Isolating the 'farmer' effect as a component of the advantage of growing genetically modified varieties in developing countries: A Bt cotton case study from Jalgaon, India
March 8 2006
Venue: Library Research Seminar Room, ESRC Innogen Centre, DPP - Technology Faculty, The Open University, Walton Hall, Milton Keynes
Organised by: Innogen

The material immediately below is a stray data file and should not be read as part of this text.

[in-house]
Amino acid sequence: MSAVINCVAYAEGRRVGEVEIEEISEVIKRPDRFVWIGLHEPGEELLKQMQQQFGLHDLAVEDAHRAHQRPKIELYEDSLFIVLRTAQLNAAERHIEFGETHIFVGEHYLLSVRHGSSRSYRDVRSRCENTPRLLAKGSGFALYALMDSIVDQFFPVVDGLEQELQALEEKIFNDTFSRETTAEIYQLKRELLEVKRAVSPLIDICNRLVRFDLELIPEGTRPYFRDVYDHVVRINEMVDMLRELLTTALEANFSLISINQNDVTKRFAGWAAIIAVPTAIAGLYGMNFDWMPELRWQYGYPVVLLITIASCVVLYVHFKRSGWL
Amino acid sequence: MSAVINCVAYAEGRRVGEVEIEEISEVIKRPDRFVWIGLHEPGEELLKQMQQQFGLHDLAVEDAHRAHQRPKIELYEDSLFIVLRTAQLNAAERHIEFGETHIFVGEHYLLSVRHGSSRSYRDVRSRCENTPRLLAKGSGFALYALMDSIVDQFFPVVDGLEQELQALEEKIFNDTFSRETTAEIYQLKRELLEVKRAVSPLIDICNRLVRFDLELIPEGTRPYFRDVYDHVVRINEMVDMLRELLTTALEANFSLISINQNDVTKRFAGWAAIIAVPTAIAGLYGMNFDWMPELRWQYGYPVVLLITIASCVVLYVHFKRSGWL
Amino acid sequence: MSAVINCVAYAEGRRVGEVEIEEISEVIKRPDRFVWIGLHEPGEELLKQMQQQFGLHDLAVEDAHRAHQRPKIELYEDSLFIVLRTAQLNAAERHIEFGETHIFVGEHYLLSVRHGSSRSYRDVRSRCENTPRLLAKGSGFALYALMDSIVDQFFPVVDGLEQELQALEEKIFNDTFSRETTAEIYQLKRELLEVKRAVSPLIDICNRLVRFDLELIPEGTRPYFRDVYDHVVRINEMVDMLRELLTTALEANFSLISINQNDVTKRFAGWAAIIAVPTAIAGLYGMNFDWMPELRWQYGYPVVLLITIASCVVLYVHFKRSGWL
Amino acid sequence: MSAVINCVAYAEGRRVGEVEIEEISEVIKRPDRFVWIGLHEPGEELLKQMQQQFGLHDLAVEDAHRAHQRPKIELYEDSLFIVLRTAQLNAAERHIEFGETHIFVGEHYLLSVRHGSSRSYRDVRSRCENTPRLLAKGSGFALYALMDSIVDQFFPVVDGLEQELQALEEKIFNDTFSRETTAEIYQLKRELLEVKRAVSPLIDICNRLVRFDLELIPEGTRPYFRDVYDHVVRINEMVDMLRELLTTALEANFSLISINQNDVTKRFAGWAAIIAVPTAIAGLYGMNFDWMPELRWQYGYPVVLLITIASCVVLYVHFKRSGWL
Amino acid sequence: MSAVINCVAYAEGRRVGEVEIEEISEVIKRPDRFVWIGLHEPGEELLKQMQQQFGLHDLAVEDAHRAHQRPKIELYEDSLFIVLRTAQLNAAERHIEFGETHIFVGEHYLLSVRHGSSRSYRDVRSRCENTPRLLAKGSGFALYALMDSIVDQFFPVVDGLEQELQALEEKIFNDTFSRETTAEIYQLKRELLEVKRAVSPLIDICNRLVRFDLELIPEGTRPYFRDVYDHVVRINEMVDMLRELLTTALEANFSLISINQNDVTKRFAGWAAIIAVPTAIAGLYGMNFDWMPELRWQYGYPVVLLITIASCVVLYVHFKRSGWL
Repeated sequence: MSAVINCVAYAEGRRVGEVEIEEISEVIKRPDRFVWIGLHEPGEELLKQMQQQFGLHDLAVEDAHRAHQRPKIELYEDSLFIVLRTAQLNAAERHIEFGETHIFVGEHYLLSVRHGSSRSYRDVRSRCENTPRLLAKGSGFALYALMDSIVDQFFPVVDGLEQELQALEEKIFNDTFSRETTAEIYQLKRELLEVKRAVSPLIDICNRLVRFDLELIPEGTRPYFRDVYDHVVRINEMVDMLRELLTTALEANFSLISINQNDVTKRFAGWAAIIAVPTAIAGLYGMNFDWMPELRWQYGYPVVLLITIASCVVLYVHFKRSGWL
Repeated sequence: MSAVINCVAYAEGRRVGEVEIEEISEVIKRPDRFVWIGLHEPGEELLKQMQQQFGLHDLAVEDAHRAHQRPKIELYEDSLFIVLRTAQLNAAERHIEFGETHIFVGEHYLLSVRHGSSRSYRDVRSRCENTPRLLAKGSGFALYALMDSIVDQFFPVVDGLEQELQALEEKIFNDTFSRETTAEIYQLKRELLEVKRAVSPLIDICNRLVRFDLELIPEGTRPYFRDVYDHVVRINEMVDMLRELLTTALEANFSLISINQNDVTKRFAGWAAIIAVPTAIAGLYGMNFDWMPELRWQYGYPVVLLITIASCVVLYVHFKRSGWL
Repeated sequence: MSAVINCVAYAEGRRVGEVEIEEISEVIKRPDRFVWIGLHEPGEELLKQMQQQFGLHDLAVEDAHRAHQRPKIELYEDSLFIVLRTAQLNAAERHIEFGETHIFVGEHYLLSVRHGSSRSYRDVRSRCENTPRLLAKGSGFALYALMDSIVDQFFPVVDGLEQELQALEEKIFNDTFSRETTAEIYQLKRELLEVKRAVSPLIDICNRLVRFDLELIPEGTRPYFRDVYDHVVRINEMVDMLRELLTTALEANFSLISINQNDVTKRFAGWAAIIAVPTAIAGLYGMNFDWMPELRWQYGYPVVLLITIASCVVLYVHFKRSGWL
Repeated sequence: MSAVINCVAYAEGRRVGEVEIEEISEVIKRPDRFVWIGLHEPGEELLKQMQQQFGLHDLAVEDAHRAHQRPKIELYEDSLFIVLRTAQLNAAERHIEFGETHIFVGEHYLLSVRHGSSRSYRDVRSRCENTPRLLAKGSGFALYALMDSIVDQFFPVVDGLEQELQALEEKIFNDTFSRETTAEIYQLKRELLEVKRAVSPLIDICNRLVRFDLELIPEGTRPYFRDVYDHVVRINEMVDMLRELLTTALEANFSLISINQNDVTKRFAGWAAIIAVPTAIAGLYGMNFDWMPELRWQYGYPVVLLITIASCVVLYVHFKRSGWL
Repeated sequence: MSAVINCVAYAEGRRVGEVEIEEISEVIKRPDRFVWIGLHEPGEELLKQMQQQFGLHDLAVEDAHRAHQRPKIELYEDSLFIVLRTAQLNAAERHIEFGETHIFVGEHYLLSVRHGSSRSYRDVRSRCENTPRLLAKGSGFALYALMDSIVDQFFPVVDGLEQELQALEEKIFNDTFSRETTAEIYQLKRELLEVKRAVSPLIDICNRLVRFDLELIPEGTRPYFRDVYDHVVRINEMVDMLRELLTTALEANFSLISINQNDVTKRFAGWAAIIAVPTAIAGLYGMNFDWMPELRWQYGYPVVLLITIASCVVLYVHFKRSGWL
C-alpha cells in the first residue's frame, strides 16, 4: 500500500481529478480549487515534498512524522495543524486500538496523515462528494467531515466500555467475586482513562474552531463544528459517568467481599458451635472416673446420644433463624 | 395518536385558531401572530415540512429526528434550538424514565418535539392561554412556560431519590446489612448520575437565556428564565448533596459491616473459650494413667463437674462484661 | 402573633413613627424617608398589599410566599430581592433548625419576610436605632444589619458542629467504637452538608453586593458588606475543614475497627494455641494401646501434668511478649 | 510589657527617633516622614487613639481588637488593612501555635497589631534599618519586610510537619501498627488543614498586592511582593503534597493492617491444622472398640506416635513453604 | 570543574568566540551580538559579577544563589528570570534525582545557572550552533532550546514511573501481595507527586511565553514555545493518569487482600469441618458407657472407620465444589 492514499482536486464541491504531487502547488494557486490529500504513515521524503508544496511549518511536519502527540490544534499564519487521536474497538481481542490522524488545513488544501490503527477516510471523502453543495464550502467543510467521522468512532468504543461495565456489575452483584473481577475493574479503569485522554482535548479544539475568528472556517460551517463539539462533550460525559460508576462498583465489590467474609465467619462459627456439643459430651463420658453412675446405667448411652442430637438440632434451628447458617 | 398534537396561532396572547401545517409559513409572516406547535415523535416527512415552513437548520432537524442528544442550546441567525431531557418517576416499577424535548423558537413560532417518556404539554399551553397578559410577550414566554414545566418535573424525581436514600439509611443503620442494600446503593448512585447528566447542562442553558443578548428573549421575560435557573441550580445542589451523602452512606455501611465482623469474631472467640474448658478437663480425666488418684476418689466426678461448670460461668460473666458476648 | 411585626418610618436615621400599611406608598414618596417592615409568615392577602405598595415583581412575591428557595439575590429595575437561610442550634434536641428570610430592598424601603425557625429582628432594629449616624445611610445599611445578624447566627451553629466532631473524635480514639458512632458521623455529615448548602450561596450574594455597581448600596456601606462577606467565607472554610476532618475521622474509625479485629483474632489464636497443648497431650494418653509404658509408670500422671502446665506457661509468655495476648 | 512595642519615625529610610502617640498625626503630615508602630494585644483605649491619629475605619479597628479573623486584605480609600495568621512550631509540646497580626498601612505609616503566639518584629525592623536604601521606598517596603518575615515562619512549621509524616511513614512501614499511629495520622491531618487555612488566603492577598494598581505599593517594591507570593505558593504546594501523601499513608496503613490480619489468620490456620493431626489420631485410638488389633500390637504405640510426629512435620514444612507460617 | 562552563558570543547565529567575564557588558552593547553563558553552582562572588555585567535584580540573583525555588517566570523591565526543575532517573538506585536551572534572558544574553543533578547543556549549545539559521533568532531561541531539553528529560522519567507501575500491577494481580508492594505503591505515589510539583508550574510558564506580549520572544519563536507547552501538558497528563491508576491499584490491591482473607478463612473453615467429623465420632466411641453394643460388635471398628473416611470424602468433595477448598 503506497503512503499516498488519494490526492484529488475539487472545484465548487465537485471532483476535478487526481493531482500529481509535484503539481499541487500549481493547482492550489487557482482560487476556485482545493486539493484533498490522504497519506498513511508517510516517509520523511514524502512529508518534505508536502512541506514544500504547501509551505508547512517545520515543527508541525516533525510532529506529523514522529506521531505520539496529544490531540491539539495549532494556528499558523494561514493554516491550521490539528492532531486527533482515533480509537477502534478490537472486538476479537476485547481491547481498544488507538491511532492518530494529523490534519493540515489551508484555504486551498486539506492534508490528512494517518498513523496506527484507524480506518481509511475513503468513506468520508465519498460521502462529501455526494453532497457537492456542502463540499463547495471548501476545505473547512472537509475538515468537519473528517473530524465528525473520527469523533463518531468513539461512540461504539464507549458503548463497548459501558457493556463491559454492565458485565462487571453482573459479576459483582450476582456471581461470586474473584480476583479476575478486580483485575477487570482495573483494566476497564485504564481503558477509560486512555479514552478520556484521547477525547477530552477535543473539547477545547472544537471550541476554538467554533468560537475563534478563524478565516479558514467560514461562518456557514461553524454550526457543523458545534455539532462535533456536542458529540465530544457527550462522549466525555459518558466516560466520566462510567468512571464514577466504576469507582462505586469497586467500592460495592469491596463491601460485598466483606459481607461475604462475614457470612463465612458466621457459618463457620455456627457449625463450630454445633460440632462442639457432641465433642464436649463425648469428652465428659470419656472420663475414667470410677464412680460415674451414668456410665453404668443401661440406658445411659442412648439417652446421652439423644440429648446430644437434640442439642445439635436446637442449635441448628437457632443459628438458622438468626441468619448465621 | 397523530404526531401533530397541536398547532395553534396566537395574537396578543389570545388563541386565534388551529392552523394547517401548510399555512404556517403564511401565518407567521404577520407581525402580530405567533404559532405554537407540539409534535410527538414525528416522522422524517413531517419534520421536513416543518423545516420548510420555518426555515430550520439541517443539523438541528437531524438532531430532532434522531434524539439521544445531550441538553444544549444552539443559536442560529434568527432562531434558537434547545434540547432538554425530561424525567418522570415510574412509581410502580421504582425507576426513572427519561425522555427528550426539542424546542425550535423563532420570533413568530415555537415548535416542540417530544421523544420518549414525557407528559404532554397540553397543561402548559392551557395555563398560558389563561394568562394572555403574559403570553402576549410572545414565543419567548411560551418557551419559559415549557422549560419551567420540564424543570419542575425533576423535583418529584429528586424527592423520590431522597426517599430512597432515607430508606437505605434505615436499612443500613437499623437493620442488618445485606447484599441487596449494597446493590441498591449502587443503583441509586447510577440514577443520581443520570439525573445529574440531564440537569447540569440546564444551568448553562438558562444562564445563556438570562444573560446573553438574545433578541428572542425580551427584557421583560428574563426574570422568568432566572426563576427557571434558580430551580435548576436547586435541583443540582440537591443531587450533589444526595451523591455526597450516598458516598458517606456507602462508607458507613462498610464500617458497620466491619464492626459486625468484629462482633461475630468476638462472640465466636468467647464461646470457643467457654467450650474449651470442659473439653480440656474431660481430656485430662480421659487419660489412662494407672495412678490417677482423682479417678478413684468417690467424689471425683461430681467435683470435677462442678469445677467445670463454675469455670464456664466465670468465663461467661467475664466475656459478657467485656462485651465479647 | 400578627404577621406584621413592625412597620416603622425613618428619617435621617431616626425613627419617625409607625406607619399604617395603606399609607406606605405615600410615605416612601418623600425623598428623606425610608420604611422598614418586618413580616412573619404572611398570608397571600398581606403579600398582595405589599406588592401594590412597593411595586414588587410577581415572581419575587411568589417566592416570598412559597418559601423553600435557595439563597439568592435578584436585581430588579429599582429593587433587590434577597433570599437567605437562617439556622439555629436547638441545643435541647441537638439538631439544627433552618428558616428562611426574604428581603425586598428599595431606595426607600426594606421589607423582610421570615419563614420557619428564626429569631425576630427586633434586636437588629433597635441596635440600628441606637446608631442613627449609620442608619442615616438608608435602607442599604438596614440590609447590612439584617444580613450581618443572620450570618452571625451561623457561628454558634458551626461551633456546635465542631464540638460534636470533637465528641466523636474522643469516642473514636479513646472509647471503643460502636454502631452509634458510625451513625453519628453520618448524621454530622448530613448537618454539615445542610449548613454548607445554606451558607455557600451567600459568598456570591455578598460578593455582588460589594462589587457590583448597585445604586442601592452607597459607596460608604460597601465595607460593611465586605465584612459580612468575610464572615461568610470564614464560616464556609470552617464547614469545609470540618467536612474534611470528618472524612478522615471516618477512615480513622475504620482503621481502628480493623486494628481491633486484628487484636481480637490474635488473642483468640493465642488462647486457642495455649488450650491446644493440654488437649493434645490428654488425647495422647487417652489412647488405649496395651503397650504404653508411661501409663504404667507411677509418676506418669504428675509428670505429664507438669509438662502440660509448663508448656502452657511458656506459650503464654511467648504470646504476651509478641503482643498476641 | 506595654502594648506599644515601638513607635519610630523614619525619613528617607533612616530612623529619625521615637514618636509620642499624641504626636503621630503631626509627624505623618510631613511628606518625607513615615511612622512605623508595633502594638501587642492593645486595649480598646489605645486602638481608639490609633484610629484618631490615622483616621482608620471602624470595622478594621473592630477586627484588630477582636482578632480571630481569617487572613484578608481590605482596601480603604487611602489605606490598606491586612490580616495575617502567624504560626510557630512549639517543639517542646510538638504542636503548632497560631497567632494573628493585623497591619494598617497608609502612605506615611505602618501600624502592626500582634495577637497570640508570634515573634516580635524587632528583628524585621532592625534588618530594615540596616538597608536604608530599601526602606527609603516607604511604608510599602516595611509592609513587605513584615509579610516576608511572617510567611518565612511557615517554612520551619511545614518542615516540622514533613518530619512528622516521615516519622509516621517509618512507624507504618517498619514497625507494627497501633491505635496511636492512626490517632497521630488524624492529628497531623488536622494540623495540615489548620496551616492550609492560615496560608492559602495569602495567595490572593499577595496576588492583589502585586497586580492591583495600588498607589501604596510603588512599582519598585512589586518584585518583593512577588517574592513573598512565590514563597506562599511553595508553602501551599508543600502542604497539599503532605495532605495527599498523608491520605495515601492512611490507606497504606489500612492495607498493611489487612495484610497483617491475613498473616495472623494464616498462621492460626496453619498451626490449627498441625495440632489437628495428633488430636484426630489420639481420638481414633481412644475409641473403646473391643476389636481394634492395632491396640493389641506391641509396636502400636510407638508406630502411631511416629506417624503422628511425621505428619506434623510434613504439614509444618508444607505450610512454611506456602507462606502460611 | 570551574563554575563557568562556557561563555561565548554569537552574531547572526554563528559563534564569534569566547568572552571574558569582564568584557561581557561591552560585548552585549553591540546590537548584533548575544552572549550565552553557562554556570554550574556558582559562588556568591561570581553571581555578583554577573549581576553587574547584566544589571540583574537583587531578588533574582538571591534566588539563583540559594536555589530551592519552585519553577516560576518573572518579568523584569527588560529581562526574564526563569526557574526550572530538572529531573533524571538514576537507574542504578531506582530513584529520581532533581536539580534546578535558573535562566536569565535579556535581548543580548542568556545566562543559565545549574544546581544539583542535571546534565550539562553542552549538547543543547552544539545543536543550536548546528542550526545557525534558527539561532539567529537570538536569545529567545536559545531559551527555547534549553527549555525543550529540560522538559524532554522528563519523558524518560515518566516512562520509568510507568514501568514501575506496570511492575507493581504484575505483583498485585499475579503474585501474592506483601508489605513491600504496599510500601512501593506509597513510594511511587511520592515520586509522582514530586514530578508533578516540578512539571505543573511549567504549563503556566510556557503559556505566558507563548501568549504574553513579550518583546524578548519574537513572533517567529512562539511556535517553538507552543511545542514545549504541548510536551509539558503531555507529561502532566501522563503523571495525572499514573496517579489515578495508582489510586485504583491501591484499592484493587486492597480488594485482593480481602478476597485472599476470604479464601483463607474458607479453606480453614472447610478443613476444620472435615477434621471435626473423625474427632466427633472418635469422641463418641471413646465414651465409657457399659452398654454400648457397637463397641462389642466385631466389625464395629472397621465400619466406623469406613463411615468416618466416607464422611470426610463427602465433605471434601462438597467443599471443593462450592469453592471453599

This presentation will explore the 'farmer' effect in yield advantages often claimed for Bt cotton (cotton with the endotoxtin gene from Bacillus thuringiensis conferring resistance to some insect pests) compared to non-Bt varieties. Critics claim that much of yield advantage, if not all of it, of Bt cotton could be due to the fact that farmers adopting the technology are in a better position to provide necessary inputs and management. Thus a Bt advantage is an artifact rather than reflecting a real advantage of the variety per se. This question is explored by an analysis of 63 non-adopting and 94 adopting households of Bt cotton in Jalgaon, Maharashtra State, India, spanning the seasons 2002 and 2003. The results suggest that Bt adopters are different from non-adopters in a number of regards. Adopters appear to be who specialise more on cotton - at least in terms of the land area they devote to the crop. Adopters also tend to spend more money on irrigating cotton and grow well-performing non-Bt varieties of cotton (Bunny). Taking gross margin as the basis for comparison, Bt plots have 2.5 times the gross margin of non-Bt plots in both seasons. However, if only adopters are considered then the gross margin advantage of Bt plots reduces to 1.6 times that of non-Bt plots over both seasons. This is still a significant advantage of growing Bt and could well explain the popularity of Bt in Maharashtra. However, it is clear that great care needs to be taken with such comparative studies.